The positive theory that accounts will make people excited, entrepreneurial, wealth-accumulating owners, and thus Republicans, expresses one idea about human nature. The negative, anti-government theory embodies another: that people, unless desperate, will not rise up to demand what they don't have and have never known. Here it's useful to remember that Karl Rove's historical parallel is the 36 years of Republican dominance from the McKinley election in 1996 to Hoover's defeat. That was a brutal period in American economic life. Government offered nothing in the way of benefits for workers, minimal widows' pensions, no aid for children, monetary policies that were cruel to farmers and regulatory laissez-faire that was cruel to workers. And yet, year in and year out, people took it, without question. It was the natural order of things. Only the greatest economic collapse in our history forced change. People generally don't demand what they don't have. When Social Security is gone, it will not come back, no matter how badly the accounts do. And people will not respond to its absence by becoming Democrats and demanding the restoration of an economic safety net for seniors. Rather, they will forget it ever existed and vote Republican, confirmed in their belief that government doesn't do a damn thing for anyone. There is little doubt in my mind that this is the thought process in "Bush's brain."

Posted by Mark Schmitt on February 28, 2005 | Permalink

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Comments

Mark,

I've seen you write before that one of the aims of the Medicare bill is to reduce the "trust government" index, under the theory that by reducing the trust government index, voters will come running to the GOP because they don't trust it either. But what happens when the GOP has been the party of government for another four, eight, twelve years? Won't this game start to run thin as Democrats less and less become the party of government and start picking up anti-government populism? Isn't that one of the ways Brian Schweitzer won his governorship in Montana?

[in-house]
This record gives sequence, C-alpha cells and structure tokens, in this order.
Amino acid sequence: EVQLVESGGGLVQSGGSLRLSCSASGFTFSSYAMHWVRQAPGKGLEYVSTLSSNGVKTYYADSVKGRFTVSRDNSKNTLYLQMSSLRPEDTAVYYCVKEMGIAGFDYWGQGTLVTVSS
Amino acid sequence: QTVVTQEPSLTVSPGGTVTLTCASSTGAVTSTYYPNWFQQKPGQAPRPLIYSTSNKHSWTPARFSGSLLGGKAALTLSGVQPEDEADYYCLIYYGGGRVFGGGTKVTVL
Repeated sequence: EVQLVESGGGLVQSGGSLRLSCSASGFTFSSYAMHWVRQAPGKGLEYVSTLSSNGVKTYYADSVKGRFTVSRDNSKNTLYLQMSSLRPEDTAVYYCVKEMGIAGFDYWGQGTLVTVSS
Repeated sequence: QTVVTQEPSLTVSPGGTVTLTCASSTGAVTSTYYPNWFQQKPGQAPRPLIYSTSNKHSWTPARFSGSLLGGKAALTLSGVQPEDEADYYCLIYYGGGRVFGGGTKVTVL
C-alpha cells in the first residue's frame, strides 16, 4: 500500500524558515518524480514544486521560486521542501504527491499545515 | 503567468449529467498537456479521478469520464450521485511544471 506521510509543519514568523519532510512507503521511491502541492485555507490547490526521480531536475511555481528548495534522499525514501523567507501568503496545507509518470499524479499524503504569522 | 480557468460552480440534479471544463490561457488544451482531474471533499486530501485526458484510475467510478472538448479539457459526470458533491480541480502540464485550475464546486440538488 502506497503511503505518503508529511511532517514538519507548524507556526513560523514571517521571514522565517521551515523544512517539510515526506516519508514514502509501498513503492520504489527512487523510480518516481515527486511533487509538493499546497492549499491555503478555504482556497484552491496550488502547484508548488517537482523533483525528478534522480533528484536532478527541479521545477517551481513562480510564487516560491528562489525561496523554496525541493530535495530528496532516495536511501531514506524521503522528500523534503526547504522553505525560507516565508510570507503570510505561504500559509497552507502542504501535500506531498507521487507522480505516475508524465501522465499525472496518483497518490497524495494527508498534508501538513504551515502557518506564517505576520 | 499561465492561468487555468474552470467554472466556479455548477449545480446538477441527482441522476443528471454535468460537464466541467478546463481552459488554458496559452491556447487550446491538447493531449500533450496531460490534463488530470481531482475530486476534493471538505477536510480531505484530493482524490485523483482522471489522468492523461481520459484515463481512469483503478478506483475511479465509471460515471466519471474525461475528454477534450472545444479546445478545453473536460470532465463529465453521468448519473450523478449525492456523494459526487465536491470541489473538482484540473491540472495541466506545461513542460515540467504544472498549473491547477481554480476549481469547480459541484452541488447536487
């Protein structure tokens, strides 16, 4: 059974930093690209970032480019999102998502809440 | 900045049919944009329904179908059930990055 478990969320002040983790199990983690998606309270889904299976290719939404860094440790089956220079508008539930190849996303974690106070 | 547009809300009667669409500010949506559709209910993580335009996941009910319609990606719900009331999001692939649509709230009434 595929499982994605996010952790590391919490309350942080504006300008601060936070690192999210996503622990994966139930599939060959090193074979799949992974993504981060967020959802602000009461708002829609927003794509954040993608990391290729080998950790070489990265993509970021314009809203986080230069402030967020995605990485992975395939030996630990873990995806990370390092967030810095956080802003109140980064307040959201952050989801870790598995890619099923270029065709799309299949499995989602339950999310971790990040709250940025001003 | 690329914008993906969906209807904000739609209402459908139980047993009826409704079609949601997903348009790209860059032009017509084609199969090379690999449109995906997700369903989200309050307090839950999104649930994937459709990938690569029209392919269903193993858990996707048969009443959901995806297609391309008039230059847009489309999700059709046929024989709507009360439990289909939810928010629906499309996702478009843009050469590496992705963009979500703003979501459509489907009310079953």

As Brad Plumer has noted, the "trust government" index has gone UP over the 15 years anyway, so it would be difficult indeed for the GOP to run a campaign against government even as they continue to run it (and yes, I realize that that's what happened this election cycle and in 2002)?

I think your first theory, that the idea was to promote the GOP as the party of new ideas, ownership, stocks, and all sort of other goodies, while denigrating the Democrats as defenders of crappy old boring programs, was the original strategy. It just didn't play out. It still might. You could imagine, say, Bush coming out with proposal X, the Dems saying no, then proposal Y, the dems saying no, proposal Z, the Dems saying no, and then Bush going into 2006 saying "look, I've tried X, Y, and Z. I'm open to debate. But they're being sticks in the mud. Give me five new senators so I can break the filibuster". Now, X, Y, and Z will all be terrible proposals. But they'll be well camoflagued. From my vantage point that seems like the most sensible exit strategy.

Seperately, could you please comment on Josh Marshall's observation that Lieberman may cut a deal on SS privatization, that this is a dangerous idea, that any such deal will be ripped to shreds in the conference committee, and he and his staff should not sign on?

Posted by: niq | Feb 28, 2005 4:54:03 PM

Mark, on the point you make in your last paragraph, this quote from Machiavelli is instructive (by the way, read Machiavelli again, it is Rove's playbook for some other aspects of Bush).

"And one should bear in mind that there is nothing more difficult to execute, nor more dubious of success, nor more dangerous to administer than to introduce a new order to things; for he who introduces it has all those who profit from the old order as his enemies; and he has only lukewarm allies in all those who might profit from the new. This lukewarmness partly stems from fear of their adversaries, who have the law on their side, and partly from the skepticism of men, who do not truly believe in new things unless they have personal experience in them." -- Niccolo Machiavelli

Posted by: Napoleon | Feb 28, 2005 5:52:59 PM

Mark, you're definitely right about the "negative" explanation, but not the positive. Yglesias is correct that the correlation between stock ownership and Republicanism is an artifact of the correlation between being rich and Republicanism, with the possible small complicating factor that over time owning stocks makes you richer. The details of the privatization scheme don't matter to this.

Posted by: Marshall | Feb 28, 2005 6:53:15 PM

Mark, Very thought provoking, as always. You probably meant that McKinley was elected in 1896; the past is ever present.